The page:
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Old 22 December 2015, 07:25   #21
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All of the above might be true to an extent - but it might also be that there are proportionately more Cobras around than other brands?

You may possibly be right but in my experience I would have to disagree with you.


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Old 22 December 2015, 07:48   #22
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You may possibly be right but in my experience I would have to disagree with you.

So you may possibly be wrong??
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Old 22 December 2015, 11:28   #23
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All of the above might be true to an extent - but it might also be that there are proportionately more Cobras around The Solent than other brands?

Ftfy!
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Old 22 December 2015, 11:33   #24
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Ftfy!
I can't think of any around here and there are plenty of ribs.

I doubt if Cobras add up to any significant number on the Solent either, as a % of total number of ribs.
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Old 22 December 2015, 11:37   #25
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Cobra ribs

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Cobblers either way. I can't think of any around here and there are plenty of ribs.

I doubt if Cobras add up to any significant number on the Solent either, as a % of total number of ribs.

I was being ironic😎
Am I getting too subtle😄
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Old 22 December 2015, 11:39   #26
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I was being ironic��
Am I getting too subtle��
Clearly.
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Old 23 December 2015, 07:31   #27
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In my humble opinion ... In normal use why would you ever need to turn sharp enough and fast enough for hooking to occur? The tightness of the turn required can be seen in the video and can only happen by intention. If you were towing a wake boarder/water skier/ringo etc. then you would know tight turns were involved and take the necessary precautions. I agree with all the comments that the danger does not lie in the design of these ribs but with the use of these ribs.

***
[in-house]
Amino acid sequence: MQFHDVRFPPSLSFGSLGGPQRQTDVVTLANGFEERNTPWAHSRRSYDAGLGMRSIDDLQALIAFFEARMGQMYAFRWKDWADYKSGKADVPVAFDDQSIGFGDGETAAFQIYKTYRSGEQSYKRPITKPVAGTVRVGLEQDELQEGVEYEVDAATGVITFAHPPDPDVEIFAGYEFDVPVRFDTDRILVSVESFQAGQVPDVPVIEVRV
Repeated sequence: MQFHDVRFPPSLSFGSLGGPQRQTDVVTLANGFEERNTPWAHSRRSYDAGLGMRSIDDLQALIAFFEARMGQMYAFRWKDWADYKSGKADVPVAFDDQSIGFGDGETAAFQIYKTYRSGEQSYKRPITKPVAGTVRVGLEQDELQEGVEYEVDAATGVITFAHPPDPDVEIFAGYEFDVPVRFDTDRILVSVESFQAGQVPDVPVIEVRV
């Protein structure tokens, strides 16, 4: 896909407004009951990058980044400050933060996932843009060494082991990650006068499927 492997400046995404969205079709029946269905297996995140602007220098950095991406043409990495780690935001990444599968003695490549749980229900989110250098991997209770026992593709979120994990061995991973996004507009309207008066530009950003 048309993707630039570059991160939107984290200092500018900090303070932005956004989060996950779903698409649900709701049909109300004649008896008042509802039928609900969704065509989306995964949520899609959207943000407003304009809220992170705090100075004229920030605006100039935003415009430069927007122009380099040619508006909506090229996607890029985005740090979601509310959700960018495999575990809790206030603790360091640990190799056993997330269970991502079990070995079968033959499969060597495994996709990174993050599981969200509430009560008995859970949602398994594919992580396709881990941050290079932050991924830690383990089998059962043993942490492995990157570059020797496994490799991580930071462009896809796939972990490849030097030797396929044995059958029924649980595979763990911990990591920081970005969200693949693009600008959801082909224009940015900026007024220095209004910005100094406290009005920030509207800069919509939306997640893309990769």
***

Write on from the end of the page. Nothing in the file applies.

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Old 23 December 2015, 08:41   #28
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In my humble opinion ... In normal use why would you ever need to turn sharp enough and fast enough for hooking to occur? The tightness of the turn required can be seen in the video and can only happen by intention.
In the Padstow case there was a last minute change of direction made because they didn't think they would clear an obstruction. SO... Yes it was an intentional manoeuvre but that didn't mean they understood the consequence of it until too late.

Yes if you do tight turns all the time you will get used to how it behaves. If you only do one High speed tight turn you may discover at the wrong moment.

Kill Cord - the padstow guys normally used theirs. They had PB2. They just forgot during a helm change. The needles incident it was not the helm who went over.

I'm not sure if there is something fundamentally wrong with Cobra Ribs. BUT if I was about to get on a plane and AAIB said they should change the landing gear and they said 'nowt wrong with the gear if used correctly' would I get on the plane? There are three options in my opinion why they haven't changed:

1. There is genuinely no way to make it better. I'd like to see what they tried.

2. There is genuinely no issue. I'd like to see the head to head comparison between it and competitors.

3. They know changing going forward opens up (a) consumer liability to fix previous models (b) (some) liability for the deaths.

Did the changes made to design in the past make hooking worse?
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Old 23 December 2015, 11:09   #29
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Aren't there two fundamental questions:

Will any 8m rib "hook" if driven into a tight enough turn at a high enough speed?

Does the particular model of Cobra do this at a significantly lower speed and wider turn?

I suspect the answers are "yes" and "no - but a little lower and a little wider because of a hull that is slightly flatter than most".
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Old 23 December 2015, 11:15   #30
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If you were towing a wake boarder/water skier/ringo etc. then you would know tight turns were involved and take the necessary precautions.
You'd hope so, but I wouldn't want to rely on it. Anyone can tow something behind their boat, but it doesn't necessarily follow that they are competent.
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